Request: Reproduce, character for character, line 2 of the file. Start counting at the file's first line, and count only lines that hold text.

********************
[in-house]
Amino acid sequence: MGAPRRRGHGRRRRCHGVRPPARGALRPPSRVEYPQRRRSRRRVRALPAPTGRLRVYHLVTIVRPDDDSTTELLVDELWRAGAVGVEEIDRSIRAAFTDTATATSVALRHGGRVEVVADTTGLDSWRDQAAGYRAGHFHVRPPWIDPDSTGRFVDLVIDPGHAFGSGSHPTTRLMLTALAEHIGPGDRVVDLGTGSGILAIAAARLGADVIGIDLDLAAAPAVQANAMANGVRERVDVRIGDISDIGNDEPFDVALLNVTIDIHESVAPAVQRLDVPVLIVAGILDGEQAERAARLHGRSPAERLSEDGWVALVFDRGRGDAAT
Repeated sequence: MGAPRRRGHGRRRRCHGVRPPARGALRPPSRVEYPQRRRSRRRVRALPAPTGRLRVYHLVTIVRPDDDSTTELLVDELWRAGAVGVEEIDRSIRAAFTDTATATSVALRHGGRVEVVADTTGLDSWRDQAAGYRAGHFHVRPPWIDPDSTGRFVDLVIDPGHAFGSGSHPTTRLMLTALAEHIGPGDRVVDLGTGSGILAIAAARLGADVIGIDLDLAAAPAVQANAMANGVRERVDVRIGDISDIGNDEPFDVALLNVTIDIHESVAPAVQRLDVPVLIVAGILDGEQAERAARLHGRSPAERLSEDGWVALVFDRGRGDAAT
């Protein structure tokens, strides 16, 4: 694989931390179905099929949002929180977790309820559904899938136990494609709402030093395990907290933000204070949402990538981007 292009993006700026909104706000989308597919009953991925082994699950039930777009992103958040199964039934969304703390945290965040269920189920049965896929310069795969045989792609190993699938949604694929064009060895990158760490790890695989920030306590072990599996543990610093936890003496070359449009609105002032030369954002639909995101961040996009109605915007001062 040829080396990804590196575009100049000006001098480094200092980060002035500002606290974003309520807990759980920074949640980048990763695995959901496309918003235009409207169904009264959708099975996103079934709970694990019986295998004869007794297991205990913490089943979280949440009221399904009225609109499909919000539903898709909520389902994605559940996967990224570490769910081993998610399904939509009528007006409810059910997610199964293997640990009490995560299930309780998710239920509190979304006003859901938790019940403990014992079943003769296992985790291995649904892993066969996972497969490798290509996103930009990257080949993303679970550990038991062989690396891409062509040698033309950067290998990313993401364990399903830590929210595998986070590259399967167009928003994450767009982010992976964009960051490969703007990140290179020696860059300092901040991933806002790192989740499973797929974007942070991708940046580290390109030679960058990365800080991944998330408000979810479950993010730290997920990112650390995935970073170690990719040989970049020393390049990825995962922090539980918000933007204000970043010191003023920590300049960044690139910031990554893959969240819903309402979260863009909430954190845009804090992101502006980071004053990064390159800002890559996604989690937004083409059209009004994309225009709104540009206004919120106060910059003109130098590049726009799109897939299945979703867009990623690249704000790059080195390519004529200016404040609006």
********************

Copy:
Amino acid sequence: MGAPRRRGHGRRRRCHGVRPPARGALRPPSRVEYPQRRRSRRRVRALPAPTGRLRVYHLVTIVRPDDDSTTELLVDELWRAGAVGVEEIDRSIRAAFTDTATATSVALRHGGRVEVVADTTGLDSWRDQAAGYRAGHFHVRPPWIDPDSTGRFVDLVIDPGHAFGSGSHPTTRLMLTALAEHIGPGDRVVDLGTGSGILAIAAARLGADVIGIDLDLAAAPAVQANAMANGVRERVDVRIGDISDIGNDEPFDVALLNVTIDIHESVAPAVQRLDVPVLIVAGILDGEQAERAARLHGRSPAERLSEDGWVALVFDRGRGDAAT